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North and South Korea have agreed in principle to reopen a joint industrial complex shut down amid high military tensions, Seoul said Sunday, after wrapping up rare cross-border talks.
Officials agreed to "revive operations of the firms" at the Kaesong industrial complex "when ready," according to an agreement signed by both sides after marathon talks held near the border through Saturday and Sunday.
The complex -- built in 2004 about 10 kilometres (six miles) north of the border as a rare symbol of inter-Korea cooperation -- had previously remained largely resilient to turbulence in inter-Korea relations.
But the North, citing military tension and Seoul's hostile policy, pulled out all its 53,000 workers from the Seoul-owned factories in April, prompting the South to withdraw the managers of around 120 companies in early May.
Neither side declared the complex officially closed, instead referring to a temporary shutdown, while blaming each other for its suspension.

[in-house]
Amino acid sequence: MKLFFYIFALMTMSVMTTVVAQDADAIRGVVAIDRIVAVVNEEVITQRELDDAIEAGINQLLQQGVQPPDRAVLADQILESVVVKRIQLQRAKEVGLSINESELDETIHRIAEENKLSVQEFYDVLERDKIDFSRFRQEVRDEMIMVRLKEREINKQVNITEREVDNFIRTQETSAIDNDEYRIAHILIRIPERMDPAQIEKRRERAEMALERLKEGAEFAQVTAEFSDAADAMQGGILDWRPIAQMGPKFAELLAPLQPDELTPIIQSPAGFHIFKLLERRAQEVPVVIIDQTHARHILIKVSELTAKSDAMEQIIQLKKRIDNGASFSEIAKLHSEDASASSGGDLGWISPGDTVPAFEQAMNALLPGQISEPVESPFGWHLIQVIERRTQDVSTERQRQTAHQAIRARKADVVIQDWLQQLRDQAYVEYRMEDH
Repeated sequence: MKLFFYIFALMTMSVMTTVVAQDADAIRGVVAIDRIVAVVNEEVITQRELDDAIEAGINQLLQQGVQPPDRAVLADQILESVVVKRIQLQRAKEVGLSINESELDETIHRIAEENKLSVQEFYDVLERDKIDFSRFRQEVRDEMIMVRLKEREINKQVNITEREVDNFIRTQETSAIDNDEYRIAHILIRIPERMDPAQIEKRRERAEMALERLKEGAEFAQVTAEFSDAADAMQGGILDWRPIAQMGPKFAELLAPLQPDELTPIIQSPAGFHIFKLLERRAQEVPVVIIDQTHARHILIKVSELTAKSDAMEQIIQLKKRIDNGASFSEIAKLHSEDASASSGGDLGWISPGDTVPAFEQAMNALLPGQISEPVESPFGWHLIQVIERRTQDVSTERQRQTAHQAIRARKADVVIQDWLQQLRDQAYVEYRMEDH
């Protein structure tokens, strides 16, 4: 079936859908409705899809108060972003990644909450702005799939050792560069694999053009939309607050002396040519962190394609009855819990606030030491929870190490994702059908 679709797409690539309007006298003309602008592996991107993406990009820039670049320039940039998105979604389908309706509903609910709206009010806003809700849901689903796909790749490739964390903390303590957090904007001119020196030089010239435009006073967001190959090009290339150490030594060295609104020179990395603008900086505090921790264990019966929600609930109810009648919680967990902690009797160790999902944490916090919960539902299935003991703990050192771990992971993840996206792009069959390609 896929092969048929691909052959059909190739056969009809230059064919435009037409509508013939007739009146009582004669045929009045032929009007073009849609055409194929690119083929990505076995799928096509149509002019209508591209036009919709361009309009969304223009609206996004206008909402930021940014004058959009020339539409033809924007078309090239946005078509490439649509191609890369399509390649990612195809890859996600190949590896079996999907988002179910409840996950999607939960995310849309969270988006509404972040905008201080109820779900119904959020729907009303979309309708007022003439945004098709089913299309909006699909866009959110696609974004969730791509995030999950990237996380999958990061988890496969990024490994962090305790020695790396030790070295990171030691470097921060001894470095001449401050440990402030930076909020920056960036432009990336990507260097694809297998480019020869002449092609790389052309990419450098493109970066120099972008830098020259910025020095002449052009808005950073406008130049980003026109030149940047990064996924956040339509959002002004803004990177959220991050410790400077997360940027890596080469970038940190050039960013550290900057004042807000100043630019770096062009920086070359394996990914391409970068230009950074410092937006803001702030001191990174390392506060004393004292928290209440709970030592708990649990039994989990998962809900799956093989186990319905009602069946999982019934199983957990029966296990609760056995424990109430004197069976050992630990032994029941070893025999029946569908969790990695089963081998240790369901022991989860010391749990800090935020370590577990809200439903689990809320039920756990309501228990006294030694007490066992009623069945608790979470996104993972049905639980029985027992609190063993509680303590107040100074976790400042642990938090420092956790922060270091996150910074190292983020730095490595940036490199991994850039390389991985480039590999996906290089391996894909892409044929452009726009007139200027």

The two rivals will discuss ways to reopen the zone and how to guarantee the prevention of another shutdown in a meeting to be held on Wednesday at the complex just north of the border, the agreement said.
They also agreed to allow Seoul businessmen to visit their factories in Kaesong to check on production machinery beginning Wednesday, and to retrieve finished goods and raw materials in a nod to key demands by business owners.
The North will guarantee safe passage for the South Korean company managers and their vehicles when they carry out the inspection, according to the agreement.
The latest deal, struck after 15 hours of gruelling negotiations, comes after the zone became the most high-profile casualty elevated tension on the peninsula following the North's nuclear test in February.
Representatives of the South Korean companies in the zone have repeatedly urged the two sides to open talks to revive the moribund industrial park.
Some firms have threatened to withdraw from Kaesong, complaining they have fallen victim to political bickering between the two rivals.
After repeatedly threatening Seoul and Washington with conventional and nuclear attack, Pyongyang has appeared in recent weeks to want to move towards dialogue.
Analysts say North Korea is mindful of a US demand that it improve ties with Seoul before there can be any talks with Washington.